Ta-Nehisi Coates wins again.5:11 PM, Nov 19, 2015 • By JIM SWIFT
The Atlantic's Ta-Nehisi Coates has won the National Book Award for Between the World and Me.
The New York Times, in reporting on the awards, called it "a visceral, blunt exploration of his experience of being a black man in America, which was published this summer in the middle of a national dialogue about race relations and inequality..." and that Coates "won comparisons to the work of James Baldwin."
For readers who may have missed Christopher Caldwell's WEEKLY STANDARD feature on Coates, his book, and recent essays, here are a few choice excerpts:
For decades, several books every publishing season have promised an “authentic” account of the experience of being black in America. But the 39-year-old Coates, a Baltimore native, has struck it very big. We learn from New York magazine that he even shows up late for meetings with the president. Coates claims as his model a classic of the black autobiographical genre, James Baldwin’s The Fire Next Time (1963). It is not immediately clear, though, what distinguishes Coates’s effort from the heap of less distinguished books written in Baldwin’s wake. To figure this out one must look at “The Case for Reparations,” a 16,000-word essay Coates wrote for the Atlantic last year, which won him a wide Internet following. The article makes no explicit “case” that someone should pay today’s blacks for the mistreatment of yesterday’s. The case gets made by implication, through a thumbnail history of American slavery, the racial prejudice that underlay it, and the inequality and injustice that survived it.
This book is short, simple, monomaniacal, and punchy. That can be a plus. “Visceral” and “direct” are two perfectly appropriate adjectives that have been much conferred. And yet, critics have felt the need to praise the book for the very virtues in which it is most obviously deficient. Jack Hamilton, an assistant professor at the University of Virginia, writes in Slate: “Coates is more teacher than preacher, a polymath whose breadth of knowledge on matters ranging from literature to pop culture to French philosophy to the Civil War bleeds through every page of his book, distilled into profound moments of discovery, immensely erudite but never showy.” Not a word of this is true. Coates may well possess this knowledge privately, and there are signs of it in his reparations article, but it is wholly absent from his book. What Civil War? The two pages describing battlefields he toured with his son after page 99? What French philosophy? Coates mentions Sartre and Camus once, on page 122, but only to say he’s never read them. Coates himself, while he professes a love of books and learning, makes no claim to erudition, “immense” or otherwise.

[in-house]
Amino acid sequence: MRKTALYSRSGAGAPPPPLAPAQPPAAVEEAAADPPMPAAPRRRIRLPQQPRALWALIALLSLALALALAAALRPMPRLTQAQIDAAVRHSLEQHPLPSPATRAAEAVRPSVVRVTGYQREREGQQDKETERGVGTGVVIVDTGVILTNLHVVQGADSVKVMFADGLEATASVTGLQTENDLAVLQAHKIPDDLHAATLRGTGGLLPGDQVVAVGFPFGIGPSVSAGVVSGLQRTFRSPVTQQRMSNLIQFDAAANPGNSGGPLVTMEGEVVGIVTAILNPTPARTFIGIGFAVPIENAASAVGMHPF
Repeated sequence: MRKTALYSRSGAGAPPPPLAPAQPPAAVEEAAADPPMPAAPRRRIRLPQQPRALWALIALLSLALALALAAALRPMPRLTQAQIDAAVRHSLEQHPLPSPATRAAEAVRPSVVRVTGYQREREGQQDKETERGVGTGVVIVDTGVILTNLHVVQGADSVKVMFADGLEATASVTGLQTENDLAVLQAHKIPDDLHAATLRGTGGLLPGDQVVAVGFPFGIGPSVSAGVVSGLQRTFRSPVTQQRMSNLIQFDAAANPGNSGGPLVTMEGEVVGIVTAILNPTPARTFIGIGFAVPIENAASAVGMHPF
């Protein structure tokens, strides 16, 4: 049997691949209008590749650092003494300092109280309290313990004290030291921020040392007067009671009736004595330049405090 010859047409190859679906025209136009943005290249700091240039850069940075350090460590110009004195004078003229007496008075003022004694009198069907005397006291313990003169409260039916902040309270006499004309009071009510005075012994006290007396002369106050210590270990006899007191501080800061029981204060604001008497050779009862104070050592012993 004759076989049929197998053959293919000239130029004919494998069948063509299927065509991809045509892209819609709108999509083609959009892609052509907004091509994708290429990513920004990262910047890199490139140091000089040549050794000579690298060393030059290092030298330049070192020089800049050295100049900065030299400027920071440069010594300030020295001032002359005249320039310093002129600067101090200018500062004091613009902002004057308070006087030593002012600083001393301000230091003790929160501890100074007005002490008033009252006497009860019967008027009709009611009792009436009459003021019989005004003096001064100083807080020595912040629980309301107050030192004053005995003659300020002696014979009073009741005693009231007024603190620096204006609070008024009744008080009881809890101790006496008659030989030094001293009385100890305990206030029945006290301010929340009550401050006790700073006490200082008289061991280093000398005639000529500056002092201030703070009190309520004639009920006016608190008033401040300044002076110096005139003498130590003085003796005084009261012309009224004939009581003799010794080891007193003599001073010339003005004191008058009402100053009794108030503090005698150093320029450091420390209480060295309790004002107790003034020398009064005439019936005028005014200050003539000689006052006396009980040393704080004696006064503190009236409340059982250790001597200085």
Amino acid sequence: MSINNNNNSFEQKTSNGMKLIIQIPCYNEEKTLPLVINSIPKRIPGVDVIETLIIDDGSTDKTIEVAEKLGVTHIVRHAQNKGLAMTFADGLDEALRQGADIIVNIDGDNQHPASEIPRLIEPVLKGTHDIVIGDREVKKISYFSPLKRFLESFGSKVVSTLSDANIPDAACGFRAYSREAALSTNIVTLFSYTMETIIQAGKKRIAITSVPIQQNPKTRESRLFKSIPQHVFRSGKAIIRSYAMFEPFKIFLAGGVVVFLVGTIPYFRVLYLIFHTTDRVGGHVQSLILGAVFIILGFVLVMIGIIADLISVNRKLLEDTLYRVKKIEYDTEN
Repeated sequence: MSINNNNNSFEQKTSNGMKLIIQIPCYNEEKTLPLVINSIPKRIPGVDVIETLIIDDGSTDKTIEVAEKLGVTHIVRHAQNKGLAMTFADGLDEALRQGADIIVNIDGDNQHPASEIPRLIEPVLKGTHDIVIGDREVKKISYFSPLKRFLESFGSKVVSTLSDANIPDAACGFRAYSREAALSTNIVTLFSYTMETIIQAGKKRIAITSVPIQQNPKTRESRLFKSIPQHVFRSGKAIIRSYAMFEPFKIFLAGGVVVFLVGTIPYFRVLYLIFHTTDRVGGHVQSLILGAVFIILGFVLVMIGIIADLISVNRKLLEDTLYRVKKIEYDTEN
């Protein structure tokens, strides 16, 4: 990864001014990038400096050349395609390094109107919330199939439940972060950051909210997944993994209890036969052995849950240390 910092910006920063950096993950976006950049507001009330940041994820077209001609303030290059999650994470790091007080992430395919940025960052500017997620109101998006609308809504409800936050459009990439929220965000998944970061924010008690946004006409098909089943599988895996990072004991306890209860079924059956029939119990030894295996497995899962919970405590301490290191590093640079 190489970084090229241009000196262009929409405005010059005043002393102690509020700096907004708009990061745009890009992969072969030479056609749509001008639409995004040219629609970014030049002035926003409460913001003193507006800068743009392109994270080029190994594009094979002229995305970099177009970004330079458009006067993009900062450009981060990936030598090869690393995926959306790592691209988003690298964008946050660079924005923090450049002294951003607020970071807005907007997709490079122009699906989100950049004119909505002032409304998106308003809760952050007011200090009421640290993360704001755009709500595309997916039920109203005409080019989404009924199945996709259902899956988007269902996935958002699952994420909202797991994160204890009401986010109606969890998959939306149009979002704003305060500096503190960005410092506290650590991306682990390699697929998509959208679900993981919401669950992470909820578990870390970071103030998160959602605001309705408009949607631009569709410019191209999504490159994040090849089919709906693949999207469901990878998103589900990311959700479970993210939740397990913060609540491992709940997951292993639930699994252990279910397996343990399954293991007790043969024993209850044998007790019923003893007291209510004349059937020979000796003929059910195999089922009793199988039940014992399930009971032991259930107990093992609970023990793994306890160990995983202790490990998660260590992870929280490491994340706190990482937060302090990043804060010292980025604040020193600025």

In general, black writers have been more balanced in their assessment of the book. The linguist John McWhorter, for instance, who is one of the rare American commentators of any race who actually can lay claim to a broad erudition, was taken aback by the “almost tearfully ardent praise” for Coates’s reparations piece. McWhorter dismissed one of Coates’s more exuberant fans as having written “the kind of thing one formerly said of the Greatest Story Ever Told,” and described Coates as fulfilling the role of a priest in some new religion of antiracism.
Read the entirety of Caldwell's piece here.
It may be too early to say.Sep 14, 2015, Vol. 21, No. 01 • By CHRISTOPHER CALDWELL
In the early 1990s, amid public outrage over Robert Mapplethorpe’s sexually explicit photographs, including several of private parts, Sen. Jesse Helms (R-N.C.) would settle arguments on the matter by pulling out his own. That the most avowedly conservative politician in America felt the need to carry around such a photograph shows how controversies over public morality were then dominating politics.